A menace that threatens to destroy the fabric of our society is the recurring violence against women in Nigeria. As we celebrate the International Day for the Elimination of Violence against Women 2019, we ought to reflect on the existing vice in our country, Nigeria, and proffer solutions. According to research and popular consensus, the patriarchal nature of the African society, especially, that of Nigeria, is one of the prevailing causes of violence against women. The United Nations Women group (UN women) poses the following ways for dismantling patriarchy:

‘Speak up for gender equality,

Know your rights,

Support one another,

Defy stereotypes,

Stop the body shame,

Fight toxic masculinity,

Share the workload,

Don’t stand for intolerance

Educate the next generation’

Gender-Based Violence, specifically, violence against women occurs in different forms such as domestic violence, sexual violence, physical and emotional abuse. Several institutions have been put in place to curb this menace and give justice to victims, however, more needs to be done. In a bid to curb sexual violence, the Nigerian government has created 11 Sexual Assault Referral Centers. Interestingly, the vice President, Prof Yemi Osinbajo noted that “These Sexual Assault Referral Centers ensure the provision of quality forensic, medical, psychological, legal and aftercare service to survivors of sexual and gender-based violence”. This is a positive development. However, it is believed that the government should provide more laws and policies restricting and giving heavy sanctions against individuals who victimize women.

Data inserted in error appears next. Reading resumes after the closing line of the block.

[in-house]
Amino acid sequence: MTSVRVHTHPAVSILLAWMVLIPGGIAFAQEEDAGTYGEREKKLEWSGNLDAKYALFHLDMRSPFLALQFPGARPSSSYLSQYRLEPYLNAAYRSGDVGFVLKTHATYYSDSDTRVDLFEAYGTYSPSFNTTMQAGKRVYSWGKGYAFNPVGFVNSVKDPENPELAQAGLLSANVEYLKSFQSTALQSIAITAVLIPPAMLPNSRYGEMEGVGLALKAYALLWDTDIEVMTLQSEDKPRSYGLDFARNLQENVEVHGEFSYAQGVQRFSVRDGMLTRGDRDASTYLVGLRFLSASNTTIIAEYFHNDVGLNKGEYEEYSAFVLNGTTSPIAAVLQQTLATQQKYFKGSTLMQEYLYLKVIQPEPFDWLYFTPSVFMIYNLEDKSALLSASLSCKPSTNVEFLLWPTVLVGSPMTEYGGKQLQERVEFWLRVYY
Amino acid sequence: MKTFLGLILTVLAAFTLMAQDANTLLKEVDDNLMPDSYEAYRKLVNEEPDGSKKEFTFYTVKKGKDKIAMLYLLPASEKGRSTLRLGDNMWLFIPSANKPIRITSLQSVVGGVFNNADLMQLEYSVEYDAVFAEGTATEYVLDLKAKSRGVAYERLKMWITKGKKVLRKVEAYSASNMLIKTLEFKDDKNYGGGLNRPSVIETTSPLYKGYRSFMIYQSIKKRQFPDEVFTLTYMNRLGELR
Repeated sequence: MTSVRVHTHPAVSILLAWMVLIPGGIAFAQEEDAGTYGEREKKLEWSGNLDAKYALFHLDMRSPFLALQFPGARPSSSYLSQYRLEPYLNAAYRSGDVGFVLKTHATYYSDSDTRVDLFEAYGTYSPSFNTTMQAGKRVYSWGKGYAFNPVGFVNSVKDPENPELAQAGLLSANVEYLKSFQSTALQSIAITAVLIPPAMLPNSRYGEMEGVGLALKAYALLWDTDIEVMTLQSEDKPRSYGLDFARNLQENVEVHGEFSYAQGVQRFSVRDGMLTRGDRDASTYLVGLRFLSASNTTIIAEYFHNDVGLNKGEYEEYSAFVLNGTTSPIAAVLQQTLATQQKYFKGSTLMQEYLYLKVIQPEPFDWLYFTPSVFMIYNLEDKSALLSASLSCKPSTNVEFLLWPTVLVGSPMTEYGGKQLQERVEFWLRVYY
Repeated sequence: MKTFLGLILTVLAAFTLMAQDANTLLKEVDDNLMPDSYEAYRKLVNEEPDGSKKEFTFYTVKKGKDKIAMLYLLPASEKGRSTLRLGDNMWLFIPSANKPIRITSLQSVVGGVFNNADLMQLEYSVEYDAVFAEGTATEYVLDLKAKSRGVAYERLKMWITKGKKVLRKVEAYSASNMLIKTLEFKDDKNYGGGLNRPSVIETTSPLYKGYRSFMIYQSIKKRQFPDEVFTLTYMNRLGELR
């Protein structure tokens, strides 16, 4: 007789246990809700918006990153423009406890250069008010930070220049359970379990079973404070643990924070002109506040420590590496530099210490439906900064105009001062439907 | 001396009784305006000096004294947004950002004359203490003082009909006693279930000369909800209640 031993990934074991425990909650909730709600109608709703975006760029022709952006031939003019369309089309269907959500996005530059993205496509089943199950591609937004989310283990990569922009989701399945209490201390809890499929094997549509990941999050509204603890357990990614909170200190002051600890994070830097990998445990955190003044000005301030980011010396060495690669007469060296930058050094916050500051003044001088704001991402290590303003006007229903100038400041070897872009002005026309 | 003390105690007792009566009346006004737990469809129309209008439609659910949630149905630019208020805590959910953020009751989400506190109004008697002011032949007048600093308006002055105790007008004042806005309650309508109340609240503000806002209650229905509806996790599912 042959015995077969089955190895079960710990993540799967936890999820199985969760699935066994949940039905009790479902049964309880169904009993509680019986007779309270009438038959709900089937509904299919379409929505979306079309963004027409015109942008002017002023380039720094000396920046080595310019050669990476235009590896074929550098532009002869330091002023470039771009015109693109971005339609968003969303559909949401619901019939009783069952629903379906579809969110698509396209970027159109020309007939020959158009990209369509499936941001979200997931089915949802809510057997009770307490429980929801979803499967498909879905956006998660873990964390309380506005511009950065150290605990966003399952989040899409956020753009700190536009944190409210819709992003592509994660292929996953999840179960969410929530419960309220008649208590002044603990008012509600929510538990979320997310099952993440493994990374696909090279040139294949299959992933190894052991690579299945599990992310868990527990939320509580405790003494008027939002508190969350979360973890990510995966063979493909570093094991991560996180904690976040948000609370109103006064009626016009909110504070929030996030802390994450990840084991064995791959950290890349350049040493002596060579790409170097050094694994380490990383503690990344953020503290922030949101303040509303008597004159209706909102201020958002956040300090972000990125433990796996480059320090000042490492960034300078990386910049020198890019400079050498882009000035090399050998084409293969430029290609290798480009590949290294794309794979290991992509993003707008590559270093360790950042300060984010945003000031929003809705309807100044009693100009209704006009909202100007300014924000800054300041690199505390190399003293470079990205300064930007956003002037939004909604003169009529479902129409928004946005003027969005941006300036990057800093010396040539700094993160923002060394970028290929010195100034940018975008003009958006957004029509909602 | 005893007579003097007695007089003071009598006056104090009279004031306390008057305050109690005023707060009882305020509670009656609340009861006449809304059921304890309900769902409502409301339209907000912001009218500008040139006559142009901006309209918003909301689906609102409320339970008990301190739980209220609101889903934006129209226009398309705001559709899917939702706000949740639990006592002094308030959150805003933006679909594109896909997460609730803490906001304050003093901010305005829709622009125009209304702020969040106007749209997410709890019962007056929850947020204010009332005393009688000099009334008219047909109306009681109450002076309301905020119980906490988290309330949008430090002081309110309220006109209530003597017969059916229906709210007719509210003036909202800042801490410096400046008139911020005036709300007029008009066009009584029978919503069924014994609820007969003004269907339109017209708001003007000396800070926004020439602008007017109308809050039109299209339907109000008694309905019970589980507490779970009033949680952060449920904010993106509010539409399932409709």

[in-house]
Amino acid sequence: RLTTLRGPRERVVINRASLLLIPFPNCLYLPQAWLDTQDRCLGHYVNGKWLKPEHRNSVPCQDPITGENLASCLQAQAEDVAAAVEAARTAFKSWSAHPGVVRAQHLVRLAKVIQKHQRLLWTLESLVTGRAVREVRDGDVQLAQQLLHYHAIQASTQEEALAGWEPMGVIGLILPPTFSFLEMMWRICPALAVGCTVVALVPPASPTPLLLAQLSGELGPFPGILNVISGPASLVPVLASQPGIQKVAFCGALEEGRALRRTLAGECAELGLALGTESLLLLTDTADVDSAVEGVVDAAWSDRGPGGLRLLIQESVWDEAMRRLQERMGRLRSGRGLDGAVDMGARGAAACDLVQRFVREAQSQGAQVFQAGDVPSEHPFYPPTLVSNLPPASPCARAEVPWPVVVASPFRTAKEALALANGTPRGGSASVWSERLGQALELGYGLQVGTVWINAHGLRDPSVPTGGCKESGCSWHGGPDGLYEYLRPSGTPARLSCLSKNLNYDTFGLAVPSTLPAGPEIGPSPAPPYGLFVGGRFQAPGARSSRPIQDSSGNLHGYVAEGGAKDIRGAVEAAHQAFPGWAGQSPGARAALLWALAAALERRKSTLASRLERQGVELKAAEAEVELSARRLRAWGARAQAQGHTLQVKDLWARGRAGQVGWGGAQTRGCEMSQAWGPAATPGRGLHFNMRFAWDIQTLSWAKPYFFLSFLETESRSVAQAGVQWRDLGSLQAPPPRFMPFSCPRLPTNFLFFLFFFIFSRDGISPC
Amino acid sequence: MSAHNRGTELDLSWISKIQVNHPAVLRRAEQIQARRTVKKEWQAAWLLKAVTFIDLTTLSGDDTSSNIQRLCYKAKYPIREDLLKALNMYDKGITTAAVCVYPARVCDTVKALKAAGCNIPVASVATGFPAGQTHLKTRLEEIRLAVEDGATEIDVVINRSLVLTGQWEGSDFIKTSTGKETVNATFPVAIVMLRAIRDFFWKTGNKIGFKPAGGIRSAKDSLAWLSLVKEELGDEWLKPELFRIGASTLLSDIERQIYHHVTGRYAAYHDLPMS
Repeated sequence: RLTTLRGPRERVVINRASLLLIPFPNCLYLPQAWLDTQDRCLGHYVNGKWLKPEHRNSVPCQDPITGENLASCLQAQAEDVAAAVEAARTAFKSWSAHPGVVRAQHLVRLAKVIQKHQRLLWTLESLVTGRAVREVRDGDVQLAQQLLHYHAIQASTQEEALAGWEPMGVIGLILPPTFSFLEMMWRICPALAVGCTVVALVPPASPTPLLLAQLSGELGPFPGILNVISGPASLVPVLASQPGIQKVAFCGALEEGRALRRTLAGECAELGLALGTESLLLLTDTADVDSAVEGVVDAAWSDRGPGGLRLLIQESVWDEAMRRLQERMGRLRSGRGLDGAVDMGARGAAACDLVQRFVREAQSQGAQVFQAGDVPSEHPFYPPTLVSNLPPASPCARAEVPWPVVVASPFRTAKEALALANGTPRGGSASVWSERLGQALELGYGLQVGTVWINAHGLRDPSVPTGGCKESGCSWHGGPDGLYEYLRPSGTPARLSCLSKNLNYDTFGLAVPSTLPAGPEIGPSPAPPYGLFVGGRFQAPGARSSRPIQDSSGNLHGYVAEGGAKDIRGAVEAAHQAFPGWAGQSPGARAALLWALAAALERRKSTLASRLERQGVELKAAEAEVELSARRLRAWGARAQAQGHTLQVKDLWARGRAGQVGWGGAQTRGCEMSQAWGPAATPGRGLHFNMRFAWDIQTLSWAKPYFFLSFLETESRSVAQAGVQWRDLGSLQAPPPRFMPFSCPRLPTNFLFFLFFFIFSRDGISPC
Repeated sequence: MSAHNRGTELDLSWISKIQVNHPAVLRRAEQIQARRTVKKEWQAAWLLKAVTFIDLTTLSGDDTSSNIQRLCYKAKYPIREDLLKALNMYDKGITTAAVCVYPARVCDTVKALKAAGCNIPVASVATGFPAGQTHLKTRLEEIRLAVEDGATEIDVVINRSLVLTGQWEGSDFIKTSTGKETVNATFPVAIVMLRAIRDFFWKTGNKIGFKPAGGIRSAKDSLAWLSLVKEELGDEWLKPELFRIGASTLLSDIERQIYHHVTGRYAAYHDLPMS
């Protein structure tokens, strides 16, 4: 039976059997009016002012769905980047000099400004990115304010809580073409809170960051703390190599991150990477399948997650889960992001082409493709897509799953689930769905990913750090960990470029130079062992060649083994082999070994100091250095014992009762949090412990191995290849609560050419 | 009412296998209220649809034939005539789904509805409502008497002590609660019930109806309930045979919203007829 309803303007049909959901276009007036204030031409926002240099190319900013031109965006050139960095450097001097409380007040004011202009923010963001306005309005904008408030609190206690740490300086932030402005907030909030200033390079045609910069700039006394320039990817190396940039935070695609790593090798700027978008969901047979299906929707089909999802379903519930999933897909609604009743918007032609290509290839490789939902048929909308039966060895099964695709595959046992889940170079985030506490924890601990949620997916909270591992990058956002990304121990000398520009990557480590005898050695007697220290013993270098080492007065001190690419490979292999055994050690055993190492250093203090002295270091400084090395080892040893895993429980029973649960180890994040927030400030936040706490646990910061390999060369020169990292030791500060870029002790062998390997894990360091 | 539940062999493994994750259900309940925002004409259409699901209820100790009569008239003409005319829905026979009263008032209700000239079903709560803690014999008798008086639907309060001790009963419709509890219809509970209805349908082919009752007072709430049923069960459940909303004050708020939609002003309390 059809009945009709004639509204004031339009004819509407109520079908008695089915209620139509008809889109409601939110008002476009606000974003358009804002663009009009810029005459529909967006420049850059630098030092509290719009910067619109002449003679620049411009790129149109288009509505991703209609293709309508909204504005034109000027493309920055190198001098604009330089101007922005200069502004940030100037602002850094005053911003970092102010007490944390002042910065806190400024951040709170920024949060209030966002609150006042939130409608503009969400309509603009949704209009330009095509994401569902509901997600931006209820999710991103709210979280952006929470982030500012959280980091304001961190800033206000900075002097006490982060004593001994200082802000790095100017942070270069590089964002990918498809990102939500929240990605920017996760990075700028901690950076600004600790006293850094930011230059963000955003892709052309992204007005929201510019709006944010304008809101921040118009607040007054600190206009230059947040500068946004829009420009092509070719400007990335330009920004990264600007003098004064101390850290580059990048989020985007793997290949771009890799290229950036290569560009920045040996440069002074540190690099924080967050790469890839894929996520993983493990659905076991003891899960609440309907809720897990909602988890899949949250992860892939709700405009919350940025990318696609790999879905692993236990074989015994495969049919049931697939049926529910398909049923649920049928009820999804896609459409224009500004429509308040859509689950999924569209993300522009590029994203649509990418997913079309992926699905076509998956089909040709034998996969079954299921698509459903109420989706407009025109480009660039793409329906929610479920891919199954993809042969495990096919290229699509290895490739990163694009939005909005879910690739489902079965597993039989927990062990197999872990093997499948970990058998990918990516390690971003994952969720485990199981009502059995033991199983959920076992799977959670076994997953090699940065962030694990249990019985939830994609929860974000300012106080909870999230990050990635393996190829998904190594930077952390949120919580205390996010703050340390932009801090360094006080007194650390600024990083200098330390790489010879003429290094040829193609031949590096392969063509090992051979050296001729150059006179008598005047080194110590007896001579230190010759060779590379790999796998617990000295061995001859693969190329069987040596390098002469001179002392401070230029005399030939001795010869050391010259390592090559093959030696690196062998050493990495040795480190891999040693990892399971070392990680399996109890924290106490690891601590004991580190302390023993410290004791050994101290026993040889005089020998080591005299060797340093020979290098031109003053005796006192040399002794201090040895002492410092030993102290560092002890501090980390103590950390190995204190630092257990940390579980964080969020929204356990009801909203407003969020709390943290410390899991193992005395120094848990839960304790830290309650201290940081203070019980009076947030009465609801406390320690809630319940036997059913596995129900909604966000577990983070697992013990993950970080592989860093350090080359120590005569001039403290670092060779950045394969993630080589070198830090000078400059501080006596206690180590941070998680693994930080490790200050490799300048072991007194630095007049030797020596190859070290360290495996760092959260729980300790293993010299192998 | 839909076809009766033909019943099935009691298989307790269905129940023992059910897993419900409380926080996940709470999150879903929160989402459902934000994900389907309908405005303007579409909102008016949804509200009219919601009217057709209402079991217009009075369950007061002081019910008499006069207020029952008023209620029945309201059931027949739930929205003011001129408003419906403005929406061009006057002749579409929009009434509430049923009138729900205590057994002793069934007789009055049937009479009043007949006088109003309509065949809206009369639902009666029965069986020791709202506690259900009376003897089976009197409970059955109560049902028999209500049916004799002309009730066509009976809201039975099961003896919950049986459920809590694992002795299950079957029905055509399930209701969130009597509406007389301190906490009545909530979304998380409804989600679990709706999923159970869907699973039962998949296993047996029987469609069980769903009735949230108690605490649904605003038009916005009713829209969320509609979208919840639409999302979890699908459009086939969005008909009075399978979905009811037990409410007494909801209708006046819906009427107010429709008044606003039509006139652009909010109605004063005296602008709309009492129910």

As a more enlightened and literate society, women are encouraged to speak up and report their abusers. The continuous fight for gender equality is a key factor in ensuring a reduction or end to violence against women in Nigeria. Also, it is important for women to stand up for one another.

Women need to be empowered with courage and confidence to defy biased gender violence and also be sensitized on self-defense techniques and have it in mind that there is no excuse for domestic violence. It is also recommended that more platforms such as female-focused NGO’s should be created to help survivors who cannot speak up as a result of psychological trauma and social stigma.

We hope that the society at large and federal and private parastatals seek more ways to protect victims, prevent violence and empower survivors of violence against women.

Written by Adesewa Odesanya